Middle Fork River Expeditions has extremely nice equipment from the rafts, to the tents, to the sleeping bags. They provide everything which makes it easy for families to participate without a long list of additional expenses. If you do plan to use sleeping bags provided by an outfitter, make sure they are washed after every trip.

5. Are you’re your guides swiftwater rescue certified?
Adequately trained guides are a must. Visit Wilderness Rescue International for more information.

Get More Tips Around Family Adventure Vacations
The Smart Parents Guide to Family Adventure Vacations is an excellent source for information on how and why to take an adventure trip with kids. Some of these trips are active and some just involve heading to remote destinations. Either way, our guide provides a great foundation to get the planning process started.

Ciao Bambino! is a leading family travel brand and global family travel planning website featuring curated family-friendly hotel reviews and a comprehensive family travel blog offering tips, news, and narratives related to traveling with kids of all ages.


Idaho snowpack promises awesome whitewater in 2014

BOISE, Idaho — (March 6, 2014) — Idaho mountain snowpack levels and anticipated streamflows in the popular Salmon, Snake, Lochsa and Payette river basins are ranging from 90-120 percent of normal, which should provide for a stellar, fun-filled whitewater river season in the summer of 2014, officials said Thursday.

“Our bookings are very strong this year and we feel lucky to have such a fabulous snowpack, especially compared to much of the West,” said Peter Grubb, owner of ROW Adventures in Coeur d’Alene. “Folks planning to raft in Idaho this season shouldn’t wait much longer before signing up.”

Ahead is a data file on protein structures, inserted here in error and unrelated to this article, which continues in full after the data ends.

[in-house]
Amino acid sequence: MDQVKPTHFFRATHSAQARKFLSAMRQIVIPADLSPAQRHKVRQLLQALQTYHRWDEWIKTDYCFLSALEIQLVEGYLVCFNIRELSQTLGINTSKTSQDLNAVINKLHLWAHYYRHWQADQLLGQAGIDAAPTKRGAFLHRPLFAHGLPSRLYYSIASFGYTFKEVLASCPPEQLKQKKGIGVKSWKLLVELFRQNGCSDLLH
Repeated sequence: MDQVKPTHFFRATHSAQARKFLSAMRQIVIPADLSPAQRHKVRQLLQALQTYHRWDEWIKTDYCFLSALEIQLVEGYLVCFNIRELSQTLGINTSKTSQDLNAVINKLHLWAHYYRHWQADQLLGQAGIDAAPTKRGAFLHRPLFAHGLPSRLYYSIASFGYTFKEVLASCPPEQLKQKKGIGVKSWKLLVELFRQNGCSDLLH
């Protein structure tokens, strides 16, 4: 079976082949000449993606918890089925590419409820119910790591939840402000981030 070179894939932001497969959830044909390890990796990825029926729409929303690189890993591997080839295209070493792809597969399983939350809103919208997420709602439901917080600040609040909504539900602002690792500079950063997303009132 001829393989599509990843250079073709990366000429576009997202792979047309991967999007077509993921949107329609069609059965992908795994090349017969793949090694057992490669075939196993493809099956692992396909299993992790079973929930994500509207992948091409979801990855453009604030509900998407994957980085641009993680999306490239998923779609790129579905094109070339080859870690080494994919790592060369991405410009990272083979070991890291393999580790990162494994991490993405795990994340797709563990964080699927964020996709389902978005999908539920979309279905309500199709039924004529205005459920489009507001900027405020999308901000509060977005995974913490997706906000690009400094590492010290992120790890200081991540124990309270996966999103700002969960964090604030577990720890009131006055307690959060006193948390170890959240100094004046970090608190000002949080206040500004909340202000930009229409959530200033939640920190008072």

Idaho’s snowpack levels are much stronger than levels well below 50 percent in California and Nevada, Grubb notes.

Idaho is known nationally as the “whitewater state” with more than 3,000 miles of thrilling whitewater rapids, the most of any state in the lower 48. Thousands will take week-long wilderness river vacations on the Salmon River, the Middle Fork of the Salmon River, the Selway River or Hells Canyon of the Snake with Idaho outfitters. Whitewater enthusiasts also will book day trips on the Payette, Snake, Salmon, Lochsa, St. Joe and Moyie rivers with Idaho outfitters. Great water conditions will benefit jet boat trips as well on the Salmon River and in Hells Canyon. Now is a great time to reserve your spot for a unique and unforgettable vacation, outfitters say.

A wet month in February featuring precipitation levels exceeding 200 percent of normal in the Boise and Snake river basins and 150 percent of normal in the Salmon and Payette River Basin is what boosted snowpack levels to what they are now, experts say.

“It’s all good news! It just keeps getting better every day,” said Ron Abramovich, water supply specialist for the Natural Resources Conservation Service (NRCS). “We need the cool temperatures to continue in the mountains and normal precipitation levels to continue in the spring to maintain these forecasts.”

Main Salmon and Payette River outfitters are excited about the snowpack levels, too. “The Main Salmon River has an amazing snow pack this year so rafting season is going to be great: big water, beautiful sandy beaches and exciting rapids,” said Mary Wright of Silver Cloud Expeditions. “The word is out. We have several full trips already and are looking forward to a fantastic summer. Now is the time to plan your family vacation.”

“The water outlook on the Payette River system looks solid at over 92 percent of normal,” said Kenneth Long of Cascade Raft and Kayak. “There is still plenty of time to collect a bit more precipitation, which will put the icing on the cake. Both rafting and kayaking look great for the entire summer, with super whitewater levels on the South Fork through Labor Day and on the Main Payette through mid-September.”

Deep snowpacks in the Upper Snake Basin should provide enough flows for the Bureau of Reclamation to provide boatable flows through the white-knuckle Murtaugh section near Twin Falls this spring. That’s always a bonus for whitewater boaters.

The only downside this year are below-normal snowpacks in the Owyhee and Bruneau river basins, which are 52 and 68 percent of normal right now. Those rivers may not get high enough for rafting this year, but should be doable by kayak.

For more information about booking an Idaho whitewater river trip, go to www.idahorivers.com or call 800-801-5146.